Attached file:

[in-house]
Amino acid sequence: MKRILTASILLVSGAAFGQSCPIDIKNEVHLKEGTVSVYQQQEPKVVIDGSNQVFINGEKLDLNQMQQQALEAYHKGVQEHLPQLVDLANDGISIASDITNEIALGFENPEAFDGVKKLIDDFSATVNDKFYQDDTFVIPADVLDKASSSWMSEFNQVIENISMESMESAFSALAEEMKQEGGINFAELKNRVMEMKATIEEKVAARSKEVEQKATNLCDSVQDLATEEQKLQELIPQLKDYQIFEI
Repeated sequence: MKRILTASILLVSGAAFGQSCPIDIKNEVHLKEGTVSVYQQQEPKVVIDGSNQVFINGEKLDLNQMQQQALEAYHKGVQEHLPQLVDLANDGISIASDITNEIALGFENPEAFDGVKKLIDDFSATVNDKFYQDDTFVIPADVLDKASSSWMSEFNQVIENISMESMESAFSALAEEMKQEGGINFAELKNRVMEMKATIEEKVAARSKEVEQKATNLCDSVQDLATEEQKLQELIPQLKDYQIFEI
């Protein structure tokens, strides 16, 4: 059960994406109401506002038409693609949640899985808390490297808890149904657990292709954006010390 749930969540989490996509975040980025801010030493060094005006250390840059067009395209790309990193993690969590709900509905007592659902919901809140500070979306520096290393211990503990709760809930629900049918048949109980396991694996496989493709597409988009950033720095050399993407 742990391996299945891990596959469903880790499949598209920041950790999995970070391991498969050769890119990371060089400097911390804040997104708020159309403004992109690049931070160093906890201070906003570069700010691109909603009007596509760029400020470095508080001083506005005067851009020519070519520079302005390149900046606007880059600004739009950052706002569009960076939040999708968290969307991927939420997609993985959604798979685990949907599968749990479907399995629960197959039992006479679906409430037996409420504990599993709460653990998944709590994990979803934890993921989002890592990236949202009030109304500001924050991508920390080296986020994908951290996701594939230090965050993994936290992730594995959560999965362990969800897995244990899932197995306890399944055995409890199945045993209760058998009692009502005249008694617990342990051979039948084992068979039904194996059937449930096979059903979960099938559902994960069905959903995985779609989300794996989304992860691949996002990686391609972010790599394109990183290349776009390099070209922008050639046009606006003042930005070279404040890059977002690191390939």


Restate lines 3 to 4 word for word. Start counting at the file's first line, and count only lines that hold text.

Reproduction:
Repeated sequence: MKRILTASILLVSGAAFGQSCPIDIKNEVHLKEGTVSVYQQQEPKVVIDGSNQVFINGEKLDLNQMQQQALEAYHKGVQEHLPQLVDLANDGISIASDITNEIALGFENPEAFDGVKKLIDDFSATVNDKFYQDDTFVIPADVLDKASSSWMSEFNQVIENISMESMESAFSALAEEMKQEGGINFAELKNRVMEMKATIEEKVAARSKEVEQKATNLCDSVQDLATEEQKLQELIPQLKDYQIFEI
């Protein structure tokens, strides 16, 4: 059960994406109401506002038409693609949640899985808390490297808890149904657990292709954006010390 749930969540989490996509975040980025801010030493060094005006250390840059067009395209790309990193993690969590709900509905007592659902919901809140500070979306520096290393211990503990709760809930629900049918048949109980396991694996496989493709597409988009950033720095050399993407 742990391996299945891990596959469903880790499949598209920041950790999995970070391991498969050769890119990371060089400097911390804040997104708020159309403004992109690049931070160093906890201070906003570069700010691109909603009007596509760029400020470095508080001083506005005067851009020519070519520079302005390149900046606007880059600004739009950052706002569009960076939040999708968290969307991927939420997609993985959604798979685990949907599968749990479907399995629960197959039992006479679906409430037996409420504990599993709460653990998944709590994990979803934890993921989002890592990236949202009030109304500001924050991508920390080296986020994908951290996701594939230090965050993994936290992730594995959560999965362990969800897995244990899932197995306890399944055995409890199945045993209760058998009692009502005249008694617990342990051979039948084992068979039904194996059937449930096979059903979960099938559902994960069905959903995985779609989300794996989304992860691949996002990686391609972010790599394109990183290349776009390099070209922008050639046009606006003042930005070279404040890059977002690191390939």